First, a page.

Cost and Scalability

By Darryl K. Taft  |  Posted 2005-01-17 Print this article Print

In addition, besides lessening the systems testing time, VSTS enhanced the quality of the testing. "By using prewritten test scripts, we were able to ensure that each time the application received the same level of testing. When a person is doing repeated regression testing, the odds of missing a step or function are much higher than when you are running scripts."

After initial testing, Ajilon took the system through a complete system-level test to ensure that all the pieces worked together; then the system moved to a UAT (user acceptance testing) period.

"Using an automatic set of testing tools was a big help during UAT," McCabe said. "While we had worked very tightly with the end-user community and did many demos, discussions and prototypes, there was still a normal level of change requests during UAT."

"No matter how hard you work together, there are always a few things that pop up when users work with the entire product and discover and desire some process modifications," McCabe said. "Having a set of scripts allowed us to make those changes late in the cycle but still have the ability to rapidly and completely test the functionality of the product."

John Keefauver, Ajilons service director of applications development and support, said, "Ajilon has a series of best practices and lessons learned from over 30 years of building software. We understand the importance of software quality assurance and how it affects the product that we deliver to our clients. Ajilon tailors our SQA approach on a project-by-project basis because obviously a small projects SQA needs are much different than a large-enterprise application. In the case of DTS, the SQA efforts were closely coupled with the development cycle to enable us to move very quickly and deliver a quality application."

Montague said DTS went through about four weeks of user testing on the system. "We let the actual users use it and make suggestions on what would make it work easier for them," he said.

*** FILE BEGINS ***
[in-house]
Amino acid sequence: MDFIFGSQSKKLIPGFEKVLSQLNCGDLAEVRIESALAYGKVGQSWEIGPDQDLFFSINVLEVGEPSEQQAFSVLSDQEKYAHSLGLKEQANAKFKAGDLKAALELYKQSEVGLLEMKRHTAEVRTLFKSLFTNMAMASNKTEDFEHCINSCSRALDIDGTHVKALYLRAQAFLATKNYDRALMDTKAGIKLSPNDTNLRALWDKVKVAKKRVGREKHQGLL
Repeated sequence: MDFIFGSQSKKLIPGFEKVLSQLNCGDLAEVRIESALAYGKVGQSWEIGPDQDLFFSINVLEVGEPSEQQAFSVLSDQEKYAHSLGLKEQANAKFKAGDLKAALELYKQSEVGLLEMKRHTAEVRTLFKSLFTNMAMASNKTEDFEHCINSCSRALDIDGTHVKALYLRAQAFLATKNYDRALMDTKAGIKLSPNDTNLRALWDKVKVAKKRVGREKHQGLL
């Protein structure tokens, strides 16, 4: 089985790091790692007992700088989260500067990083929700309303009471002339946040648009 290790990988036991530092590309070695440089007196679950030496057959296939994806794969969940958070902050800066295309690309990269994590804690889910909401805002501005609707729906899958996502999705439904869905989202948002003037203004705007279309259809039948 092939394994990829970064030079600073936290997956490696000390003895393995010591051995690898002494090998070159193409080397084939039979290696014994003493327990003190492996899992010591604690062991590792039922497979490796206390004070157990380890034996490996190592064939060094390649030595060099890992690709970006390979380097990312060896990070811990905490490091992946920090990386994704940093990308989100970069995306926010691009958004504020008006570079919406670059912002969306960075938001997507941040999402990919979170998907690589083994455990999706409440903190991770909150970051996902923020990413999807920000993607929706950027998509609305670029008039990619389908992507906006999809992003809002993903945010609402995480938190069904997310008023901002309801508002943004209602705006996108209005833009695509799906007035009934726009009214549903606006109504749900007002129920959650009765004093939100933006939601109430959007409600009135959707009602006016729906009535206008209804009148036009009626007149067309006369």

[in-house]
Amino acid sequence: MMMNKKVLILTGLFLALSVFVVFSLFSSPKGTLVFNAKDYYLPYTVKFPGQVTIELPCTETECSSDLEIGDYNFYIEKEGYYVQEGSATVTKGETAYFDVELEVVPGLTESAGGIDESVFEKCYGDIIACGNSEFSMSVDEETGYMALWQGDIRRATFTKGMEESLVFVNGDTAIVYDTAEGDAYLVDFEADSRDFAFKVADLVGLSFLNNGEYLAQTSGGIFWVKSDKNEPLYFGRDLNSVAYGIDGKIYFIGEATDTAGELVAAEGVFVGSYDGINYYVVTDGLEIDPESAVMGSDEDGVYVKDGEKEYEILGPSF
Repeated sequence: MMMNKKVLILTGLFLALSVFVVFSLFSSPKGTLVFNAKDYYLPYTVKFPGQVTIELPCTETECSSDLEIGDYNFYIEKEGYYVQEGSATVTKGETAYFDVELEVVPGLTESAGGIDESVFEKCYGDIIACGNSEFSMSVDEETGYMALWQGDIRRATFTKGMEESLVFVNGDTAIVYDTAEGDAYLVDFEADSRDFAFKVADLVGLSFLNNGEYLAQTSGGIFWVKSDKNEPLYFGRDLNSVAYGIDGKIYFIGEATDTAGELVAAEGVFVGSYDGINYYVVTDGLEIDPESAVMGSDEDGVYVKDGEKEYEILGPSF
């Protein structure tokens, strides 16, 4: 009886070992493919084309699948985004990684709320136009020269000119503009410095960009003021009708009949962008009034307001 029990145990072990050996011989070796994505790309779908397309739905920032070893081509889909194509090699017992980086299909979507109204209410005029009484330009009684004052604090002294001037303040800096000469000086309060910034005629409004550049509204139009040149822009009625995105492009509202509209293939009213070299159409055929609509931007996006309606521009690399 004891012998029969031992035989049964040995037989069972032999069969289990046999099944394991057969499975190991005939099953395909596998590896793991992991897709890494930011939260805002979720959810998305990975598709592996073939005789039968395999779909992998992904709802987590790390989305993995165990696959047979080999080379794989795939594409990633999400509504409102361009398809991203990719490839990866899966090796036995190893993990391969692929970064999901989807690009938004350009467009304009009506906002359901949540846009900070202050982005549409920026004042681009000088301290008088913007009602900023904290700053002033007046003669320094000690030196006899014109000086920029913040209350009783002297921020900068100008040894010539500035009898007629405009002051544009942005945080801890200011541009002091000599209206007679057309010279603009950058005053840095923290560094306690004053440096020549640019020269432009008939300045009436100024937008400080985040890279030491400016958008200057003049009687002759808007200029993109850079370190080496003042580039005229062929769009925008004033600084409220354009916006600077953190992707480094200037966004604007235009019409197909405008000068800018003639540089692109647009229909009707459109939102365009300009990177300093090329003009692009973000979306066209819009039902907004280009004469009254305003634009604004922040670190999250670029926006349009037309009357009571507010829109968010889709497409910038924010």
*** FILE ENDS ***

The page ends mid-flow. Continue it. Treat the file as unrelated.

Meanwhile, McCabe said Ajilon selected the Microsoft products based on two requirements: cost and scalability.

"First, we were looking to control that overall cost for the project, but the second concern was scalability," McCabe said. "We project significant growth in the business as a result of the release of this system. This meant that while we needed an economic solution today, it had to be able to scale up to massive sizes in short order."

"We looked at various open-source solutions on the market but settled on a Microsoft-based solution. We were able to build our solution on products such as SQL Server Express and Windows SharePoint Services with limited licensing fees," McCabe said. "As the business grows, we have a very clear upgrade path to SQL Server Standard or Enterprise editions and also SharePoint Portal Server."

Moreover, "By managing our cost on these parts of the solution, we were able to spend more on advanced features like the Interactive Voice Response system that uses Microsoft Speech Server 2004," McCabe said.

In addition, all the core business processes are in a set of Web services, McCabe said. "These same services are used on the Web interface, the Windows Forms interface and the Interactive Voice Response interface. Some call it SOA [service-oriented architecture]," he said.

Future versions of the system will include support for PDAs and mobile devices, McCabe said. "We have designed the system based on an SOA model with a core set of Web services supporting the current Web, smart-client and IVR interfaces," he said. ".Net provides users great support to develop a mobile interface [that] will easily plug into our architecture in the next version."

Benefits of the new system include increased turnaround time on transcriptions, with the pop-up messages alerting users when work is available. The systems new search and help capabilities are also key system benefits, Montague said.

In addition, Harlan said he likes the new systems search capability. "I can pull off any notes Ive dictated, ever," he said.

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Darryl K. Taft covers the development tools and developer-related issues beat from his office in Baltimore. He has more than 10 years of experience in the business and is always looking for the next scoop. Taft is a member of the Association for Computing Machinery (ACM) and was named 'one of the most active middleware reporters in the world' by The Middleware Co. He also has his own card in the 'Who's Who in Enterprise Java' deck.

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